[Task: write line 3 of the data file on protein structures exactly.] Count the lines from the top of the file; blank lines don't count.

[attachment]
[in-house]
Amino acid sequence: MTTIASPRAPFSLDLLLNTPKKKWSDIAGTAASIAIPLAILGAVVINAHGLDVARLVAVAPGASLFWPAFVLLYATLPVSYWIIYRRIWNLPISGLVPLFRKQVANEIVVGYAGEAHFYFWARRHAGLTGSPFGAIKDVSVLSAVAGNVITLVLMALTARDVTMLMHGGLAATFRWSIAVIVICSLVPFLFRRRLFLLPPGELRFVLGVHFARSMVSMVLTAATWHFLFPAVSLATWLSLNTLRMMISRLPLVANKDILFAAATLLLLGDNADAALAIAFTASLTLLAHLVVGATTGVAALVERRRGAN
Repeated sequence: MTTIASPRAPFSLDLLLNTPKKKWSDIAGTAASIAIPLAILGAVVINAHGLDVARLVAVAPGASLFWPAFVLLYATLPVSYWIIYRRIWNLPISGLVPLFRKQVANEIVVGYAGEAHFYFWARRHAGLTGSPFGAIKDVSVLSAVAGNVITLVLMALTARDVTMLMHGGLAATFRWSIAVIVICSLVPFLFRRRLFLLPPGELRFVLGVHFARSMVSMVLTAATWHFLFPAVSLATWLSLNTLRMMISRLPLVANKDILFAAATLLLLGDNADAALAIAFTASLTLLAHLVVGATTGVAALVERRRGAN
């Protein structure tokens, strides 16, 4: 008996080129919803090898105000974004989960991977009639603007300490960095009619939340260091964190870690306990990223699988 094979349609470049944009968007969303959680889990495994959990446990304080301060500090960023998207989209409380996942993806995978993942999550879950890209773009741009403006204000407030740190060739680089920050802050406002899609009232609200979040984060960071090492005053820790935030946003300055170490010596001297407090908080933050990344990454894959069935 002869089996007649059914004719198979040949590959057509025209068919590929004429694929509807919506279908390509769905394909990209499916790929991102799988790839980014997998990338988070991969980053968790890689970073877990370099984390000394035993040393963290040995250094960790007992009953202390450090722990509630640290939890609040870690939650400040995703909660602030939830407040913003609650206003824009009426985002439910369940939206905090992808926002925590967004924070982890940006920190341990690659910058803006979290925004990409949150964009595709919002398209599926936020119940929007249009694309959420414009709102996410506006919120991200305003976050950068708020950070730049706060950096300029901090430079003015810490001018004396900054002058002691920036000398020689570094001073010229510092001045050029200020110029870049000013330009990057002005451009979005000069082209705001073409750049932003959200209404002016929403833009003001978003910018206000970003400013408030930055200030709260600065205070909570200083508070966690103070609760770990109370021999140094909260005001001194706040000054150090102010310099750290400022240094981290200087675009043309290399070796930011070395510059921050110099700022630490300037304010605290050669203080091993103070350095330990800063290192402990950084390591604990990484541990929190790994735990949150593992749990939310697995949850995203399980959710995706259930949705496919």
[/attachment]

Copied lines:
Repeated sequence: MTTIASPRAPFSLDLLLNTPKKKWSDIAGTAASIAIPLAILGAVVINAHGLDVARLVAVAPGASLFWPAFVLLYATLPVSYWIIYRRIWNLPISGLVPLFRKQVANEIVVGYAGEAHFYFWARRHAGLTGSPFGAIKDVSVLSAVAGNVITLVLMALTARDVTMLMHGGLAATFRWSIAVIVICSLVPFLFRRRLFLLPPGELRFVLGVHFARSMVSMVLTAATWHFLFPAVSLATWLSLNTLRMMISRLPLVANKDILFAAATLLLLGDNADAALAIAFTASLTLLAHLVVGATTGVAALVERRRGAN